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E-Commerce Is Changing the Face of IT

Companies that heavily invested in Internet technologies are having second thoughts. They are realizing that the IT structure must mesh with business goals and be flexible enough to launch applications in months, sometimes weeks. Traditional IT models that emphasize back-office functions, yearlong development cycles and a separation of tasks are outmoded.

Michael Earl and Bushra Khan of the London School of Business surveyed 24 companies engaged in e-commerce in the United States and United Kingdom and found that IT perceptions and practices are evolving rapidly. They also discovered marked differences in the way established brick-and-mortar companies, dot-com startups, and e-commerce boutique companies and spinoffs see the IT function.

Today, companies recognize that IT can make or break the business. The separation between IT and “the business” is disappearing. Past IT models that focused on engineering, best practices and disciplined processes have given way to an enhanced spirit of freedom.

Another shift relates to cost. Companies that once installed detailed IT cost metrics now perceive time, not cost, as the currency. The speed of decision making, applications development, design changes, implementation and technology adoption drives today’s IT function.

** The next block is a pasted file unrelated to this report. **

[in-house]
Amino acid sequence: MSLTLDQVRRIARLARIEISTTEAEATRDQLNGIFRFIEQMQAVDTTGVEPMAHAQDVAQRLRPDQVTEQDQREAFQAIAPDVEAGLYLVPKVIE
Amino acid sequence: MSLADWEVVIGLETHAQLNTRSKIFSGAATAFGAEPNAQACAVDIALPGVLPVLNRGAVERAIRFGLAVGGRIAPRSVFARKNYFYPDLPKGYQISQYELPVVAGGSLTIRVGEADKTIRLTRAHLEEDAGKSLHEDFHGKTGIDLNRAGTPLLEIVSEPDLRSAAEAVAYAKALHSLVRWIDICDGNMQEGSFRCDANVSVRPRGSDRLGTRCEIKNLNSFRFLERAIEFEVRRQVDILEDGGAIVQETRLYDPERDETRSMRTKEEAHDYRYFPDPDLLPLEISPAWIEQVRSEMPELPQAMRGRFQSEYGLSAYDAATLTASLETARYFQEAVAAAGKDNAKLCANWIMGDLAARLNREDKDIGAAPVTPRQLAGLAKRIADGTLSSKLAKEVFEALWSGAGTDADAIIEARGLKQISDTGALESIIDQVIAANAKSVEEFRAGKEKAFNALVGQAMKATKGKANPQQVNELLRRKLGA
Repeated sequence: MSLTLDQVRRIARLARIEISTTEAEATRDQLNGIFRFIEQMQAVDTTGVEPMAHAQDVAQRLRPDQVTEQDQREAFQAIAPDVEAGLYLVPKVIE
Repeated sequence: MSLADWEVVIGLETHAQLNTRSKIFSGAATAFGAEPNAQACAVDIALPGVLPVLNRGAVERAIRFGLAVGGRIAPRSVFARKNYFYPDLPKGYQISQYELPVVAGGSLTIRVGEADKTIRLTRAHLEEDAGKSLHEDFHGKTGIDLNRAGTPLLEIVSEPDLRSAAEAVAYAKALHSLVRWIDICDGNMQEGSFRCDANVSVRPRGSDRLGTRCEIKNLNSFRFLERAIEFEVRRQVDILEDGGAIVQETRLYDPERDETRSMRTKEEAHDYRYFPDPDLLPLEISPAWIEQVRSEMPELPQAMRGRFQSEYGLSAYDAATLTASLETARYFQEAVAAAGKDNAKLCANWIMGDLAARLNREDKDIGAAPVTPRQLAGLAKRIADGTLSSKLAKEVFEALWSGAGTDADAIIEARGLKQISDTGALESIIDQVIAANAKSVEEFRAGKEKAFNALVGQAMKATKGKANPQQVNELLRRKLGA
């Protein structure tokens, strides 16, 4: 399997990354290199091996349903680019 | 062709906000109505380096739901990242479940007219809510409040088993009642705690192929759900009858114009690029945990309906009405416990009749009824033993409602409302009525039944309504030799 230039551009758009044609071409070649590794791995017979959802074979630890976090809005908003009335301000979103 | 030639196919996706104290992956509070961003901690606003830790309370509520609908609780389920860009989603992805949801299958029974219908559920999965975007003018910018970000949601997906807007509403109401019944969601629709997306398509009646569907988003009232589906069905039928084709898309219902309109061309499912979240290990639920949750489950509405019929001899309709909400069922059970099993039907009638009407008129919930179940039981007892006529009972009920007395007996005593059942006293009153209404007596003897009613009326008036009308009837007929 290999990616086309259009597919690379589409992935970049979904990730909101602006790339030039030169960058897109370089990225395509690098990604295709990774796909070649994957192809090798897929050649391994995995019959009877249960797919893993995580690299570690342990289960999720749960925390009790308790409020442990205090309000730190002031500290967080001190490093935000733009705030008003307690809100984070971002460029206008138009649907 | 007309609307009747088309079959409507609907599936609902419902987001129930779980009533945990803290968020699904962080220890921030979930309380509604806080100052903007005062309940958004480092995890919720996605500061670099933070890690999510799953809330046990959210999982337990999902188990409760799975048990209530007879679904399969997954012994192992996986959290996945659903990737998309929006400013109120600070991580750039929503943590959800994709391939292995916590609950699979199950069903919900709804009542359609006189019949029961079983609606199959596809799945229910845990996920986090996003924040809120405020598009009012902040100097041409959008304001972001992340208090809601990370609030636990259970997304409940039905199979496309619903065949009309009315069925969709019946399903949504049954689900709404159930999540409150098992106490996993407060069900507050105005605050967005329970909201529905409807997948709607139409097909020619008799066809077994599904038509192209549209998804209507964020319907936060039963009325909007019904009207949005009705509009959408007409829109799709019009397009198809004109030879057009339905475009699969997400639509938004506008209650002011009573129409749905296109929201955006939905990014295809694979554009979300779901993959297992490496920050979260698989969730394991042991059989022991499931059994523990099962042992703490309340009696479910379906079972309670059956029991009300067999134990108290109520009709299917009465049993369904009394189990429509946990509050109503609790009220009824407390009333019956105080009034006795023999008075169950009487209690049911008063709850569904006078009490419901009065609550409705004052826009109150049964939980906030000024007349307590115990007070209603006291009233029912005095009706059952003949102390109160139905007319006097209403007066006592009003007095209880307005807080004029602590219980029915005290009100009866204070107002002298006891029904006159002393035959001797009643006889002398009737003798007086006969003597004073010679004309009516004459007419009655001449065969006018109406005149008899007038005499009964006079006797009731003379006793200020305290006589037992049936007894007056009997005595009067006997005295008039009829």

Those changing perceptions manifest themselves in new practices. Short-term, rolling plans are replacing long-term strategies. Uniform technology platforms are ceding place to three-tier architecture: two tiers connected by middleware (for translating data messages between the two layers, for storing processing logic and data-handling subroutines, and for establishing a gateway between ephemeral systems and more-permanent ones).

A new-venture outlook is widespread — and an aggressive use of short time spans. Some companies reported that they would not undertake any project likely to last more than three months. Also, companies are simplifying project management — even eliminating the use of project managers.

Of those practices, rolling plans, new-venture development, three-tier architecture and multidisciplinary teams are key: the first two addressing faster development; the second two, the tensions between technological excellence and business value.

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